Page images
PDF
EPUB

THE ARGUMENT.

Adam itcaires concerning celestial motions; is doubtfully ar. swered, and exhor:ed to search rather things more worthy of knov'le..ge; Adam assents; and, still desirous to detain Raphael, relates to him what he remembered since his own creation; his placing in Paradise ; his talk with God concerning solitude and fit society; his first meeting and nuptials with Eve; his discourse with the angel thereupon, who, after admonitions repeated, departs.

PARADISE LOST.

BOOK VIII.

The angel ended, and in Adam's ear
So charming left his voice, that he awhile
Thought him still speaking, still stood fix'd to hear;
Then, as new-waked, thus gratefully replied:

“What thanks sufficient, or what recompense
Equal, have I to render thee, divine
Historian, who thus largely hast allay'd
The thirst I had of knowledge, and vouchsafed
This friendly condescension, to relate
Things else by me unsearchable; now heard
With wonder, but delight, and, as is due,
With glory attributed to the high
Creator? Something yet of doubt remains,
Which only thy solution can resolve.
When I behold this goodly frame, this world,
Of heaven and earth consisting, and compute
Their magnitudes; this earth, a spot, a grain,
An atom, with the firmament compared
And all her number'd stars, that seem to roll
Spaces incomprehensible (for such
Their distance argues, and their swift return
Diurnal,) merely to officiate light
Round this opacous earth, this punctual spot,

One day and night; in all their vast survey
Useless besides; reasoning, I oft admire,
How Nature, wise and frugal, could commit
Such disproportions, with superfluous hand
So many nobler bodies to create,
Greater, so manifold, to this one use,
For aught appears, and on their orbs impose
Such restless revolution, day by day
Repeated; while the sedentary earth,
That better might with far less compass move,
Served by more noble than herself, attains
Her end without least motion, and receives,
As tribute, such a sumless journey brought
Of incorporeal speed, her warmth and light;
Speed, to describe whose swiftness number fails.”
So spake our sire, and by his countenance seem'd
Entering on studious thoughts abstruse; which Eve
Perceiving, where she sat retired in sight,
With lowliness majestic from her seat,
And grace that won who saw to wish her stay,
Rose, and went forth among her fruits and flowers,
To visit how they prosper'd, bud and bloom,
Her nursery; they at her coming sprung,
And, touch'd by her fair tendance, gladlier grew.
Yet went she not, as not with such discourse
Delighted, or not capable her ear
Of what was high: such pleasure she reserved,
Adam relating, she sole auditress;
Her husband the relater she preferr'd
Before the angel, and of him to ask
Chose rather; he, she knew, would intermix

Grateful digressions, and solve high dispute
With conjugal caresses: from his lip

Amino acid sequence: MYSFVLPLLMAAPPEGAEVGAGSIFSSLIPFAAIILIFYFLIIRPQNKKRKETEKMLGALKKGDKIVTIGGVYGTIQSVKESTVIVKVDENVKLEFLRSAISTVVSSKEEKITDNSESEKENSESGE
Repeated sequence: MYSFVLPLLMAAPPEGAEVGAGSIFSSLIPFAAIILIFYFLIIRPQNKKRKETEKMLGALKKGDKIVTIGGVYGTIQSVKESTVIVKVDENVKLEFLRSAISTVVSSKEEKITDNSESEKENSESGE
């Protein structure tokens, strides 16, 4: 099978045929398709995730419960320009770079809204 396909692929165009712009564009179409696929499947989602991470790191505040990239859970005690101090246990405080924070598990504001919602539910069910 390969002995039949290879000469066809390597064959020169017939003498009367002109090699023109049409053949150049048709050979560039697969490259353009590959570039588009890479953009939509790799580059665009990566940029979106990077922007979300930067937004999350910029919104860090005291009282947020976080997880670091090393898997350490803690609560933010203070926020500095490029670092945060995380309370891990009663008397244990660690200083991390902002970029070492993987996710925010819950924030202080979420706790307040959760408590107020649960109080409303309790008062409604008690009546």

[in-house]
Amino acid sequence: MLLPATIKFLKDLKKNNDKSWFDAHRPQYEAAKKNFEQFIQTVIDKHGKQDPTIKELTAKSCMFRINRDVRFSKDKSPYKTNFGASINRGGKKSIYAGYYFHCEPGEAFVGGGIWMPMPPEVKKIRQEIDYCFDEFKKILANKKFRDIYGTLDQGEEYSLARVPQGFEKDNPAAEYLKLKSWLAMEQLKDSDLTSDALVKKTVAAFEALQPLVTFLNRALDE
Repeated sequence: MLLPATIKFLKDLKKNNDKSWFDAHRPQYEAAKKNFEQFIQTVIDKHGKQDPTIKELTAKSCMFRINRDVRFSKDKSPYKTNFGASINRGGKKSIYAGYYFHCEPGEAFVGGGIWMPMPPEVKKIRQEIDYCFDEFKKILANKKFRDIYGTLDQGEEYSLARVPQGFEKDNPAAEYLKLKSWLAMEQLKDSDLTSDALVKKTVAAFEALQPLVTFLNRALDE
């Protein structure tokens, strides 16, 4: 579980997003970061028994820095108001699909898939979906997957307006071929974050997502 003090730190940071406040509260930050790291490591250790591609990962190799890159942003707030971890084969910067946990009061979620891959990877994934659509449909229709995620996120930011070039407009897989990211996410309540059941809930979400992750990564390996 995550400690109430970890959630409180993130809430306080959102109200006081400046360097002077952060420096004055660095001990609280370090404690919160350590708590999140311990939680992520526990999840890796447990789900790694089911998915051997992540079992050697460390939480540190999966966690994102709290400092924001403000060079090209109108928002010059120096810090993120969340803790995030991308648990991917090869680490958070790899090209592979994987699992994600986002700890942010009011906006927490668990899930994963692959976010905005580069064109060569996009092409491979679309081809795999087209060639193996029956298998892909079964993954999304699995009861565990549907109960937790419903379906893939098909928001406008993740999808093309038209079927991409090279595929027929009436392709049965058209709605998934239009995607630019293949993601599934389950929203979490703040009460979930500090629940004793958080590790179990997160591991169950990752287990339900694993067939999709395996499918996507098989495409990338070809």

Not words alone pleased her. O! when meet now
Such pairs, in love and mutual honour join'd?
With goddess-like demeanour forth she went,
Not unattended; for on her, as queen,
A pomp of winning graces waited still,
And from about her shot darts of desire
Into all eyes, to wish her still in sight.
And Raphael now, to Adam's doubt proposed,
Benevolent and facile thus replied :

“To ask or search, I blame thee not; for heaven
Is as the book of God before thee set,
Wherein to read his wondrous works, and learn
His seasons, hours, or days, or months, or years:
This to attain, whether heaven move or earth,
Imports not, if thou reckon right; the rest
From man or angel the great Architect
Did wisely to conceal, and not divulge
His secrets, to be scann’d by them who ought
Rather admire; or, if they list to try
Conjecture, he his fabric of the heavens
Hath left to their disputes; perhaps to move
His laughter at their quaint opinions wide
Hereafter; when they come to model heaven,
And calculate the stars; how they will wield
The mighty frame; how build, unbuild, contrive,
To save appearances; how gird the sphere
With centric and eccentric scribbled o'er,
Cycle and epicycle, orb in orb.
Already by thy reasoning this I guess,

Who art to lead thy offspring, and supposest
That bodies bright and greater should not serve
The less, not bright; nor heaven such journeys run,
Earth sitting still, when she alone receives
The benefit. Consider first, that great
Or bright infers not excellence: the earth,
Though, in comparison of heaven, so small,
Nor glistering, may of solid good contain
More plenty than the sun that barren shines;
Whose virtue on itself works no effect,
But in the fruitful earth; there first received,
His beams, inactive else, their vigour find.
Yet not to earth are those bright luminaries
Officious; but to thee, earth’s habitant.
And for the heavens' wide circuit, let it speak
The Maker's high magnificence, who built
So spacious, and his line stretch'd out so far,
That man may know he dwells not in his own;
An edifice too large for him to fill,
Lodged in a small partition; and the rest
Ordain'd for uses to his Lord best known.
The swiftness of those circles attribute,
Though numberless, to his omnipotence,
That to corporeal substances could add
Speed almost spiritual. Me thou think'st not slow,
Who since the morning hour set out from heaven,
Where God resides, and ere mid-day arrived
In Eden; distance inexpressible
By numbers that have name.
Admitting motion in the heavens, to show
Invalid that which thee to doubt it moved ;

But this I urge,

« ՆախորդըՇարունակել »